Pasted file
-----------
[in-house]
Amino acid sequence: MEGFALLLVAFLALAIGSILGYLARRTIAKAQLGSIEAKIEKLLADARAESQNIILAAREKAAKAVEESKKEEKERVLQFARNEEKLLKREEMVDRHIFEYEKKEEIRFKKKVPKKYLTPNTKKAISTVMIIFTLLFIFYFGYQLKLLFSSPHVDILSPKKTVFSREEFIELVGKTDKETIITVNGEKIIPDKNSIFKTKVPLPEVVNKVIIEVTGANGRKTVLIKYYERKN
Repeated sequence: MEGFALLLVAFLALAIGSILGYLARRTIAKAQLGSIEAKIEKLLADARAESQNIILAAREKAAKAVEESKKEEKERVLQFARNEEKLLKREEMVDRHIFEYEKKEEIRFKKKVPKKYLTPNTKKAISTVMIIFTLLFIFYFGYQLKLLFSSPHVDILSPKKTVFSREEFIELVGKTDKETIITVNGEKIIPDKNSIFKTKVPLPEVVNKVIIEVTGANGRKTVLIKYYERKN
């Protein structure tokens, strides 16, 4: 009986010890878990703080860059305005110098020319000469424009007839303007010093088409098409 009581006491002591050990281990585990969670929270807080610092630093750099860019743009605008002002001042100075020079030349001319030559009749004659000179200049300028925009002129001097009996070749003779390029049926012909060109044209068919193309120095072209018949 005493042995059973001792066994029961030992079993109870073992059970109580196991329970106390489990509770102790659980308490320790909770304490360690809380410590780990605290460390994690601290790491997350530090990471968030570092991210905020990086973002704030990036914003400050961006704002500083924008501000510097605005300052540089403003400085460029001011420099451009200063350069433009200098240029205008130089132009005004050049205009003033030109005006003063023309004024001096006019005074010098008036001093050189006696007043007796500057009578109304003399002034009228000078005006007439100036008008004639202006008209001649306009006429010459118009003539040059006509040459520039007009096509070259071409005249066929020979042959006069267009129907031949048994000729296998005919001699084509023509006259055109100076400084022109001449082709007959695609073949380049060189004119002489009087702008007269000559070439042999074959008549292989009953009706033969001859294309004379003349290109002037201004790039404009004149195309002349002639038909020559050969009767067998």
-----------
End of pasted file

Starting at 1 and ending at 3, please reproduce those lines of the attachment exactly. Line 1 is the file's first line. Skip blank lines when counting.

[in-house]
Amino acid sequence: MEGFALLLVAFLALAIGSILGYLARRTIAKAQLGSIEAKIEKLLADARAESQNIILAAREKAAKAVEESKKEEKERVLQFARNEEKLLKREEMVDRHIFEYEKKEEIRFKKKVPKKYLTPNTKKAISTVMIIFTLLFIFYFGYQLKLLFSSPHVDILSPKKTVFSREEFIELVGKTDKETIITVNGEKIIPDKNSIFKTKVPLPEVVNKVIIEVTGANGRKTVLIKYYERKN
Repeated sequence: MEGFALLLVAFLALAIGSILGYLARRTIAKAQLGSIEAKIEKLLADARAESQNIILAAREKAAKAVEESKKEEKERVLQFARNEEKLLKREEMVDRHIFEYEKKEEIRFKKKVPKKYLTPNTKKAISTVMIIFTLLFIFYFGYQLKLLFSSPHVDILSPKKTVFSREEFIELVGKTDKETIITVNGEKIIPDKNSIFKTKVPLPEVVNKVIIEVTGANGRKTVLIKYYERKN